Wednesday, March 26th, 2008
As the title asks, will IE8 & HTML5 make Really Simple History (and other Ajax history managers) irrelevant? Not so much says Brian Dillard, project lead for the Really Simple History project. While additions to HTML 5 & IE8 will definitely make managing page history easier, Brian anticipates that libraries such as RSH will evolve into tools for handling session data, especially as offline storage tools mature:
Other browsers will still require polling and other browser-specific hacks. Even after all browsers support the hashchange event and all non-supporting browsers fade into obscurity, Ajax history management will still play a role. For one thing, we’ll still need a mechanism for our Ajax apps to associate state information with a given hash value (assuming, of course, that the hash token itself doesn’t contain all the state information you need).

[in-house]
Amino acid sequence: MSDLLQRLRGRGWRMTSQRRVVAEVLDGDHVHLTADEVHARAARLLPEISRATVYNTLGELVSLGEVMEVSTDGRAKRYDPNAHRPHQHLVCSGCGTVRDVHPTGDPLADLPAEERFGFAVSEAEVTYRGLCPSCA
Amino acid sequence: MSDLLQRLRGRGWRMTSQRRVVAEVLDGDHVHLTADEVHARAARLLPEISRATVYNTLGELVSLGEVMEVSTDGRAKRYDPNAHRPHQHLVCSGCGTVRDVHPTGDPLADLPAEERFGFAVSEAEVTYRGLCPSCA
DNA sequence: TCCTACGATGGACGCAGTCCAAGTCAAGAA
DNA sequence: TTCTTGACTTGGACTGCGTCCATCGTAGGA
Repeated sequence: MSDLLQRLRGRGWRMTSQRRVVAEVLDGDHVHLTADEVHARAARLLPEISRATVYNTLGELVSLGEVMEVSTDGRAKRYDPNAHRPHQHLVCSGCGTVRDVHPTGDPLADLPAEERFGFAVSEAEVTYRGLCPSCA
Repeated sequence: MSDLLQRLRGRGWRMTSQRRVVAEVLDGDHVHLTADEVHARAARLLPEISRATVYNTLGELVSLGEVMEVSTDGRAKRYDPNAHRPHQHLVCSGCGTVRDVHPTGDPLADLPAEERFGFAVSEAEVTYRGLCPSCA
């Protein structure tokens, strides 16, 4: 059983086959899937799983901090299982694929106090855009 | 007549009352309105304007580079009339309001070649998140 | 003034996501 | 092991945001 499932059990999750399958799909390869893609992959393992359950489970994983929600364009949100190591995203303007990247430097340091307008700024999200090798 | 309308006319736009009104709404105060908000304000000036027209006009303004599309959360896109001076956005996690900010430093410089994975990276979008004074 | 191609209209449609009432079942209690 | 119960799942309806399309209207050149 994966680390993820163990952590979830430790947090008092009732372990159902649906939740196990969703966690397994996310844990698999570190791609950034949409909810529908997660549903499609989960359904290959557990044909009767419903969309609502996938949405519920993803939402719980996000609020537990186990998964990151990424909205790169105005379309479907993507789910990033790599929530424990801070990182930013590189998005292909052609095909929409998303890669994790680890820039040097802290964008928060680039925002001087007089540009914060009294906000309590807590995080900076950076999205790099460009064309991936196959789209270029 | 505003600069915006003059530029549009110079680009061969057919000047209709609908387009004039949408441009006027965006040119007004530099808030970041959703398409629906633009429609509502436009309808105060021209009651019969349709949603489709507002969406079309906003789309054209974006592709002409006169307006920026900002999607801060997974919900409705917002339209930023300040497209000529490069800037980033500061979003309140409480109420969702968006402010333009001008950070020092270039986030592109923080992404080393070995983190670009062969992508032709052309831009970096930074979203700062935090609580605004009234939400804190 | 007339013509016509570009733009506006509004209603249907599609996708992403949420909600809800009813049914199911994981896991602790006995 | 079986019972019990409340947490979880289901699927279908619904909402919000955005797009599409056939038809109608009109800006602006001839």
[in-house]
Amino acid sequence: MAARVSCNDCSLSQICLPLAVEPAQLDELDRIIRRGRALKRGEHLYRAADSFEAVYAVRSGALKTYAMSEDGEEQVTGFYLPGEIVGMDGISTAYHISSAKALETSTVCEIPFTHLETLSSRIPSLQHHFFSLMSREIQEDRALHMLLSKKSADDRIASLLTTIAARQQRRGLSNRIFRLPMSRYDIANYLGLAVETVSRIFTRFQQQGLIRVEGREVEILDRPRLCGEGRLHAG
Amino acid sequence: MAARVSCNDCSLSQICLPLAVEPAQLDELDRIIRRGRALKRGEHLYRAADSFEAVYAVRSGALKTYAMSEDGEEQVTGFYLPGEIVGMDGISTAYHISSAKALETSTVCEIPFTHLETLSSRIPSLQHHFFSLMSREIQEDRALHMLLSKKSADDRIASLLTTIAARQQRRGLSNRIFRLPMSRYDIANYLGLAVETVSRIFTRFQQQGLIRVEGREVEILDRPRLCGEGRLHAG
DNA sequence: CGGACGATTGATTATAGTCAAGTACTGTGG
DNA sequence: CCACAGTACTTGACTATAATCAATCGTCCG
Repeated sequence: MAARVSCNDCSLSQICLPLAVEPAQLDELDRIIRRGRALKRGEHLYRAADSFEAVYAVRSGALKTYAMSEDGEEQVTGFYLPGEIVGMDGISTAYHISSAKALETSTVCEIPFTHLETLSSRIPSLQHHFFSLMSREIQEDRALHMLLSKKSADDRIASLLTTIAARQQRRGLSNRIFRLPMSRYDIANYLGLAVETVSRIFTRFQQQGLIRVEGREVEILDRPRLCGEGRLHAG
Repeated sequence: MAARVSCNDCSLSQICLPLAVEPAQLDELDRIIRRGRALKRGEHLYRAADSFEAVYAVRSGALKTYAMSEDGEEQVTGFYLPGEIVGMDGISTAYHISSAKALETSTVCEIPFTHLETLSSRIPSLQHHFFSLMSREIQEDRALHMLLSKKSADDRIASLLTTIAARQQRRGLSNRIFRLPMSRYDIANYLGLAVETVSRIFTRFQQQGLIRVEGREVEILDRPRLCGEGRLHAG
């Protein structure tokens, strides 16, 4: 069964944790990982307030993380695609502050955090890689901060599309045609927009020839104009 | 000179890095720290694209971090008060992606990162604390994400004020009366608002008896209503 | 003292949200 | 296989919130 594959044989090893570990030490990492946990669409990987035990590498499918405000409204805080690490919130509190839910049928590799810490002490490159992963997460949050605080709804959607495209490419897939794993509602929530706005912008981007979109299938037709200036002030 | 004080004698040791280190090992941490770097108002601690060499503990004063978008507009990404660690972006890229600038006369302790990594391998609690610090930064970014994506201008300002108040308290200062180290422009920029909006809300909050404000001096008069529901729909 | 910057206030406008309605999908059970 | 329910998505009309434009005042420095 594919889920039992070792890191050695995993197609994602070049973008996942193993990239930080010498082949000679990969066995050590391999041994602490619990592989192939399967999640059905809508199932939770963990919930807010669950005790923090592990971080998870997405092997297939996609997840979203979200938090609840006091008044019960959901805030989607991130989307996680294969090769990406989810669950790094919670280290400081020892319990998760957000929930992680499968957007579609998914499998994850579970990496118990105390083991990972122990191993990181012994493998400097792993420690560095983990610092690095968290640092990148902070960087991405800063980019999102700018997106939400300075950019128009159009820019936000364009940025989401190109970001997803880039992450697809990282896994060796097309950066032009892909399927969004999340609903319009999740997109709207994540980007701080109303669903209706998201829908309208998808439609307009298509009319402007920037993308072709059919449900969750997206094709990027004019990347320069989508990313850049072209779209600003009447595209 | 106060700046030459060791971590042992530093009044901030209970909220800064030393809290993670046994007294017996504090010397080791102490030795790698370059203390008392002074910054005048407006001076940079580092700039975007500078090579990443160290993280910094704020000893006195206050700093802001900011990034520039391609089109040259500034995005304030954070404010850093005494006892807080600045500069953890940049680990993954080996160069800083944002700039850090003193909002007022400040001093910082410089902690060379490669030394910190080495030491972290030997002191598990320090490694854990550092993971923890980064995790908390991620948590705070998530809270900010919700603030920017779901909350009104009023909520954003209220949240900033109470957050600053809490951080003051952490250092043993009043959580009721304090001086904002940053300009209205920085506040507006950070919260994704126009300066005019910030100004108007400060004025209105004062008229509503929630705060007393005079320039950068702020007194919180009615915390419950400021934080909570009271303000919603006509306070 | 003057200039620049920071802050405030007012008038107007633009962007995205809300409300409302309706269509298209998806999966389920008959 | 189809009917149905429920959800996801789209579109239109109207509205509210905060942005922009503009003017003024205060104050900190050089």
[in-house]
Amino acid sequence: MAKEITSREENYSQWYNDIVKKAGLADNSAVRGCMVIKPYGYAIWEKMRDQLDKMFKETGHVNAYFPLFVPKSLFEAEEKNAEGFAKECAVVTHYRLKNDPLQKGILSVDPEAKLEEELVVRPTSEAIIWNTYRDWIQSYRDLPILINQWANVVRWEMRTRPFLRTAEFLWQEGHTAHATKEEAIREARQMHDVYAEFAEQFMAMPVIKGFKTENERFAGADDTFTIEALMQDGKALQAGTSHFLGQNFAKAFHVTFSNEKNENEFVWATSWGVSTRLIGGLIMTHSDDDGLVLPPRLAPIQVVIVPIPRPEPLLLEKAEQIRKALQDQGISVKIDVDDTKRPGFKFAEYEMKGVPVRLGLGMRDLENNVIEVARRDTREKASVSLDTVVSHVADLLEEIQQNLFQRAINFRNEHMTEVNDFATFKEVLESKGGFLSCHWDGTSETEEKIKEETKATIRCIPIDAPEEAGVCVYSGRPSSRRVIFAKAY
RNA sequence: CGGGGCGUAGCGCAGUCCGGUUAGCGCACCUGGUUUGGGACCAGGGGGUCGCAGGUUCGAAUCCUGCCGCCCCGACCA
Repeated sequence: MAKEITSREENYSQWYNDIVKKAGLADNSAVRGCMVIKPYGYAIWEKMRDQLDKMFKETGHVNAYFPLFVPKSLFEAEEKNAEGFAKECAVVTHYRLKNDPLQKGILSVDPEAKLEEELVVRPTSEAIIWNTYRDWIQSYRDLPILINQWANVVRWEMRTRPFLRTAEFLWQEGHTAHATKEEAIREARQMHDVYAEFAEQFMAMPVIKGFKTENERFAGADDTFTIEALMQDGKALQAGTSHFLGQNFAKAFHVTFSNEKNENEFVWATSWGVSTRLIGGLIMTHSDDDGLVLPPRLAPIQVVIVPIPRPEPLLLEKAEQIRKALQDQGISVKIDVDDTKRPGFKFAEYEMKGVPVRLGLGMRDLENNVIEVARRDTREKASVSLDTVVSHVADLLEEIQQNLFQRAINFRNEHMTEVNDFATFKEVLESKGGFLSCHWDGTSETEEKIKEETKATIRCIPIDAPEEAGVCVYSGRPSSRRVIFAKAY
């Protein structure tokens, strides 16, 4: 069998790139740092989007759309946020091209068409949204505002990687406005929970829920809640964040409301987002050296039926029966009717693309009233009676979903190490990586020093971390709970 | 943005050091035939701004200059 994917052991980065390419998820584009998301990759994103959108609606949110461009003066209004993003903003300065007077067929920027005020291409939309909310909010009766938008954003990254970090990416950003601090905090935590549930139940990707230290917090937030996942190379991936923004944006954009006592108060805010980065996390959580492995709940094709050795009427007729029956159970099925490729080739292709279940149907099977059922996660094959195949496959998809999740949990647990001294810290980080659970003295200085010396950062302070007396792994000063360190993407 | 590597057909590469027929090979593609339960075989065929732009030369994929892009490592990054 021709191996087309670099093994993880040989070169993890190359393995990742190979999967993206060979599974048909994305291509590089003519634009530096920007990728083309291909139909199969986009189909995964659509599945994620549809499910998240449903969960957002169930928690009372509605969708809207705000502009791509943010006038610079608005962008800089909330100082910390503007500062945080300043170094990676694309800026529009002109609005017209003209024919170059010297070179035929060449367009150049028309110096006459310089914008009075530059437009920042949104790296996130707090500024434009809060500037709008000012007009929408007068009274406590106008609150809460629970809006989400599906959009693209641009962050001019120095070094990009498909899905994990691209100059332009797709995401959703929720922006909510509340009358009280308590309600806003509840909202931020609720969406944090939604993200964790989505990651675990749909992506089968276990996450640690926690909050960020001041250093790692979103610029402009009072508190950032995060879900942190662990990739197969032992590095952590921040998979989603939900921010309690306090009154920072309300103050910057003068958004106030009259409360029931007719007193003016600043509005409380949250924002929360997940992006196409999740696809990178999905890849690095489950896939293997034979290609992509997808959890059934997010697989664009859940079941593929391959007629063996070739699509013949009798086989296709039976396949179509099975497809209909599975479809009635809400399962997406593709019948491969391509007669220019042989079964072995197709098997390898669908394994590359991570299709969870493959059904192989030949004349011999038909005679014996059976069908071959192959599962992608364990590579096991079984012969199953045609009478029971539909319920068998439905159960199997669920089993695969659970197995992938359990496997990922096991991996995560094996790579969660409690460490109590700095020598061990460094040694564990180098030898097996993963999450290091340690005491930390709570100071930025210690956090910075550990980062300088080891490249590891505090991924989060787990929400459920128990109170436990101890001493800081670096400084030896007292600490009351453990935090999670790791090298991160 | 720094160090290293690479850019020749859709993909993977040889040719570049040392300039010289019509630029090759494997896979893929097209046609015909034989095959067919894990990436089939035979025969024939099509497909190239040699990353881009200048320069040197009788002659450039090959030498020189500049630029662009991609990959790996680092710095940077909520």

Right now, RSH accomplishes this with a hidden textarea. In the future, though, offline storage mechanisms will probably play the textarea’s role. Once we get to the point where offline storage and the hashchange event are universal standards, Ajax history management will morph from a collection of hacks to a collection of convenience methods for native browser capabilities. Let’s hope that time is sooner rather than later.
His thought seem to be on target and I think that apart from handling state information, RSH will eventually fill the holes that hashchange leaves behind.
Posted by Rey Bango at 7:00 am